Rationale: Clearance of apoptotic cells is crucial to the resolution of inflammation and development of fibrosis, but the process is not well understood in normal or diseased human lungs.
Objectives: To determine phagocytosis of apoptotic cells by primary human alveolar macrophages and whether defects in uptake of apoptotic cells are associated with decreases in antiinflammatory/antifibrotic mediators.
Methods: Human bronchoalveolar lavage macrophages (AMphis) from normal control subjects and subjects with mild-moderate or severe asthma were examined in vitro for phagocytosis of apoptotic human T-cell line Jurkats and secretion of inflammatory mediators.
Measurements and main results: AMphis from normal subjects and patients with mild-moderate asthma were able to phagocytose apoptotic cells in response to LPS, resulting in an induction of the antifibrotic and/or antiinflammatory eicosanoids, prostaglandin E2 (PGE2) and 15-hydroxyeicosatetraenoic acid (HETE). In contrast, AMphis from patients with severe asthma had defective LPS-stimulated uptake of apoptotic cells, with associated failure to induce PGE2 and 15-HETE. In addition, LPS-stimulated basal levels of tumor necrosis factor alpha and granulocyte-macrophage colony-stimulating factor were reduced in all patients with asthma, whereas PGE2 and 15-HETE were reduced only in patients with severe asthma. Dexamethasone enhanced specific uptake of apoptotic cells in all subjects, while suppressing inflammatory mediator secretion.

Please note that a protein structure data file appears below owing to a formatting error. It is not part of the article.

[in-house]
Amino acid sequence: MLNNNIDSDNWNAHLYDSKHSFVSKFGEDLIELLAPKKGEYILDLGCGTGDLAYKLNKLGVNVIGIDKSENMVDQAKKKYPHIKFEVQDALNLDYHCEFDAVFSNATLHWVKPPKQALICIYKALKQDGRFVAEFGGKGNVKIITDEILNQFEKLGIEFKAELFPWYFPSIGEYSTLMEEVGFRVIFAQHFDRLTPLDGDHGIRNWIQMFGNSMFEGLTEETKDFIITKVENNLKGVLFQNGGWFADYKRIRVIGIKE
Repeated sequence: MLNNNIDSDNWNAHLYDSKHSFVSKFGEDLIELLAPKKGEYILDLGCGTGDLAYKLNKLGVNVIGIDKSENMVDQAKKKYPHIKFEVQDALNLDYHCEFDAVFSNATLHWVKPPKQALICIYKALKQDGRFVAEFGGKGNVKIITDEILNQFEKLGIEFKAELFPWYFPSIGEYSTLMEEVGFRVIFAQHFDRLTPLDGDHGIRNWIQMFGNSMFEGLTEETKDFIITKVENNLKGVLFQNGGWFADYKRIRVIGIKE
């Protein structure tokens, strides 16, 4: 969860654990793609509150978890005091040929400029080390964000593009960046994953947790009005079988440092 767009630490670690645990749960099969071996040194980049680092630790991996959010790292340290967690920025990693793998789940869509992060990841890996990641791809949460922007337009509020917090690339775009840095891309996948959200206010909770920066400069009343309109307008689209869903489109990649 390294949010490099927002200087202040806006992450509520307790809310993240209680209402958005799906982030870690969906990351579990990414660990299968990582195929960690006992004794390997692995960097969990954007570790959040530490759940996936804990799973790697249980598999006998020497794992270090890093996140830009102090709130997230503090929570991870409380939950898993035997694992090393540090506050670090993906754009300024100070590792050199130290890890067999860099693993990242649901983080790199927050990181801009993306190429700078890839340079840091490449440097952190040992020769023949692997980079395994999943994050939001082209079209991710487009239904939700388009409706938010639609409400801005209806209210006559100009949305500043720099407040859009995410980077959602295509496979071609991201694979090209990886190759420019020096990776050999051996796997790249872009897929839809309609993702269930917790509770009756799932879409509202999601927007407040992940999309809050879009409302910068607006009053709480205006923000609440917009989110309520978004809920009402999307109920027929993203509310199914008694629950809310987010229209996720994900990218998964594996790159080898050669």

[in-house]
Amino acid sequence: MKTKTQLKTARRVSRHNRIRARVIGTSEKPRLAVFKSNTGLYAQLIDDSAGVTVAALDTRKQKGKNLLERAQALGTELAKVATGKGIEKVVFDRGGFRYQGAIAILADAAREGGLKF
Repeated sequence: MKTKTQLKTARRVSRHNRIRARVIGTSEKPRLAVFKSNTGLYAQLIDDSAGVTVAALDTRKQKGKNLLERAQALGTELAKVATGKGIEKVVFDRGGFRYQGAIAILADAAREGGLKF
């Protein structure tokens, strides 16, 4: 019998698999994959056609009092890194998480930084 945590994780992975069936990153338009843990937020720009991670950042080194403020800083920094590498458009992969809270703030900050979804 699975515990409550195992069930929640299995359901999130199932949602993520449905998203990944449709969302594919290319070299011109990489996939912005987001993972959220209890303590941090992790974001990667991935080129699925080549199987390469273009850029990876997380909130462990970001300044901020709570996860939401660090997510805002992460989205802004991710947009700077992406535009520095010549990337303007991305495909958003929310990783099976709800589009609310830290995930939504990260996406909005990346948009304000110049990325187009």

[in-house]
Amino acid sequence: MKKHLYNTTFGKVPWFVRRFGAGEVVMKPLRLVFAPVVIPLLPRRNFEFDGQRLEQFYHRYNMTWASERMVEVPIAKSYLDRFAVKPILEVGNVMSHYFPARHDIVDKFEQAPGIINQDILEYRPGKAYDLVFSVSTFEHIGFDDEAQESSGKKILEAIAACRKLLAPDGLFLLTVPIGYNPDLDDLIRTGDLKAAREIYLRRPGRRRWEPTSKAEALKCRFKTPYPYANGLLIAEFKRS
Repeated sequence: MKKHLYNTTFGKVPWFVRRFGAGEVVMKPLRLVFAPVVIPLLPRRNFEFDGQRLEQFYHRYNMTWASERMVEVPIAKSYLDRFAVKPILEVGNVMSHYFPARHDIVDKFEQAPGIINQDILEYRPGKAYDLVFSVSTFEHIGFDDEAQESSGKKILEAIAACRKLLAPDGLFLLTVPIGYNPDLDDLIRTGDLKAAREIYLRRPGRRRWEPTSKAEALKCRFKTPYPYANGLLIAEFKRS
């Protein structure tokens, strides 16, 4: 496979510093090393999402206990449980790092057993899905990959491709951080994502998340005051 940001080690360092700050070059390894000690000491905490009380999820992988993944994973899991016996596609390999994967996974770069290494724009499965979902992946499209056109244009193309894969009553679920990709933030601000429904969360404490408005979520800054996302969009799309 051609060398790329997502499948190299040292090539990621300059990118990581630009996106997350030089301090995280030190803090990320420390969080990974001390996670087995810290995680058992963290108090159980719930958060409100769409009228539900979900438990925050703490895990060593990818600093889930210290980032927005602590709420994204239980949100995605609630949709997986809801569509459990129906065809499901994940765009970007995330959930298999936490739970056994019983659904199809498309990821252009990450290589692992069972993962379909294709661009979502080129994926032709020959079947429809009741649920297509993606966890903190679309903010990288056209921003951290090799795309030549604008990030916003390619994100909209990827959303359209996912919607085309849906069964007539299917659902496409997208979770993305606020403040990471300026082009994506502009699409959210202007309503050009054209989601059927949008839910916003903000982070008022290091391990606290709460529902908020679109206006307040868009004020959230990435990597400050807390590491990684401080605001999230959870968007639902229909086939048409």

Conclusions: A decrease in AMphis LPS-responsiveness in severe asthma is manifested by defective apoptotic cell uptake and reduces secretion of inflammatory mediators. This may contribute to the chronicity of inflammation and remodeling in lungs of patients with asthma.